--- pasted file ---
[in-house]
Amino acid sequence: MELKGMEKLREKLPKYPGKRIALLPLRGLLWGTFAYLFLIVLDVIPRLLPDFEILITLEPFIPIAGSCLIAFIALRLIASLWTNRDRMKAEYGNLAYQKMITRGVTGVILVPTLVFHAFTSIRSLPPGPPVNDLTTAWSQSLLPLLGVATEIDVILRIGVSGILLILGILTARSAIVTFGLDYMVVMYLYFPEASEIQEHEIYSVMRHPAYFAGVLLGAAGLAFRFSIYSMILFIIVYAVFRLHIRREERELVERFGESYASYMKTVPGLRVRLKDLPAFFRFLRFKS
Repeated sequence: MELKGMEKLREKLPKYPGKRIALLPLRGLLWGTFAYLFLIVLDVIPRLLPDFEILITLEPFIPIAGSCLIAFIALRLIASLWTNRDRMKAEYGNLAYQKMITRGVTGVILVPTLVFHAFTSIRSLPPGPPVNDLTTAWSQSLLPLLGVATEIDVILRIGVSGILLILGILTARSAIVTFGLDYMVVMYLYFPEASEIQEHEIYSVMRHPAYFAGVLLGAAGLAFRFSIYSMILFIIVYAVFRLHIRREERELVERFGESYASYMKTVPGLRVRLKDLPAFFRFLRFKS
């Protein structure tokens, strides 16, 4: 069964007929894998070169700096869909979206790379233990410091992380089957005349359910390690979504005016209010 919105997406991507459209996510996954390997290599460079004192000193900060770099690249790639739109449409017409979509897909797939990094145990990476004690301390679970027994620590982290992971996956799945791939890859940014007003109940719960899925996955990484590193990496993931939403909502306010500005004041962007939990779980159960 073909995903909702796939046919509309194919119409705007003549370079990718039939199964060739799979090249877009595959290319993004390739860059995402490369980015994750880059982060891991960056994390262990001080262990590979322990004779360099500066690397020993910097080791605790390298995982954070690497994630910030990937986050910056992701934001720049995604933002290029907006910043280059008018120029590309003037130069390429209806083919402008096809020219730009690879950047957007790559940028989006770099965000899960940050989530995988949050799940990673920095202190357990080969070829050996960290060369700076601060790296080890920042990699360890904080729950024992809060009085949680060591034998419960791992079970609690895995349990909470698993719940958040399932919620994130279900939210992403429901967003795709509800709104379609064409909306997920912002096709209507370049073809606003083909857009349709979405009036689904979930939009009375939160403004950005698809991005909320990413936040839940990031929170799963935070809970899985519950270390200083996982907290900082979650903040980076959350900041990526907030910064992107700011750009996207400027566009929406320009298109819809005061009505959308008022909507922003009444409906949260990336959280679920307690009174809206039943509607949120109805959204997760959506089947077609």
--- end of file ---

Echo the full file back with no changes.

[in-house]
Amino acid sequence: MELKGMEKLREKLPKYPGKRIALLPLRGLLWGTFAYLFLIVLDVIPRLLPDFEILITLEPFIPIAGSCLIAFIALRLIASLWTNRDRMKAEYGNLAYQKMITRGVTGVILVPTLVFHAFTSIRSLPPGPPVNDLTTAWSQSLLPLLGVATEIDVILRIGVSGILLILGILTARSAIVTFGLDYMVVMYLYFPEASEIQEHEIYSVMRHPAYFAGVLLGAAGLAFRFSIYSMILFIIVYAVFRLHIRREERELVERFGESYASYMKTVPGLRVRLKDLPAFFRFLRFKS
Repeated sequence: MELKGMEKLREKLPKYPGKRIALLPLRGLLWGTFAYLFLIVLDVIPRLLPDFEILITLEPFIPIAGSCLIAFIALRLIASLWTNRDRMKAEYGNLAYQKMITRGVTGVILVPTLVFHAFTSIRSLPPGPPVNDLTTAWSQSLLPLLGVATEIDVILRIGVSGILLILGILTARSAIVTFGLDYMVVMYLYFPEASEIQEHEIYSVMRHPAYFAGVLLGAAGLAFRFSIYSMILFIIVYAVFRLHIRREERELVERFGESYASYMKTVPGLRVRLKDLPAFFRFLRFKS
């Protein structure tokens, strides 16, 4: 069964007929894998070169700096869909979206790379233990410091992380089957005349359910390690979504005016209010 919105997406991507459209996510996954390997290599460079004192000193900060770099690249790639739109449409017409979509897909797939990094145990990476004690301390679970027994620590982290992971996956799945791939890859940014007003109940719960899925996955990484590193990496993931939403909502306010500005004041962007939990779980159960 073909995903909702796939046919509309194919119409705007003549370079990718039939199964060739799979090249877009595959290319993004390739860059995402490369980015994750880059982060891991960056994390262990001080262990590979322990004779360099500066690397020993910097080791605790390298995982954070690497994630910030990937986050910056992701934001720049995604933002290029907006910043280059008018120029590309003037130069390429209806083919402008096809020219730009690879950047957007790559940028989006770099965000899960940050989530995988949050799940990673920095202190357990080969070829050996960290060369700076601060790296080890920042990699360890904080729950024992809060009085949680060591034998419960791992079970609690895995349990909470698993719940958040399932919620994130279900939210992403429901967003795709509800709104379609064409909306997920912002096709209507370049073809606003083909857009349709979405009036689904979930939009009375939160403004950005698809991005909320990413936040839940990031929170799963935070809970899985519950270390200083996982907290900082979650903040980076959350900041990526907030910064992107700011750009996207400027566009929406320009298109819809005061009505959308008022909507922003009444409906949260990336959280679920307690009174809206039943509607949120109805959204997760959506089947077609």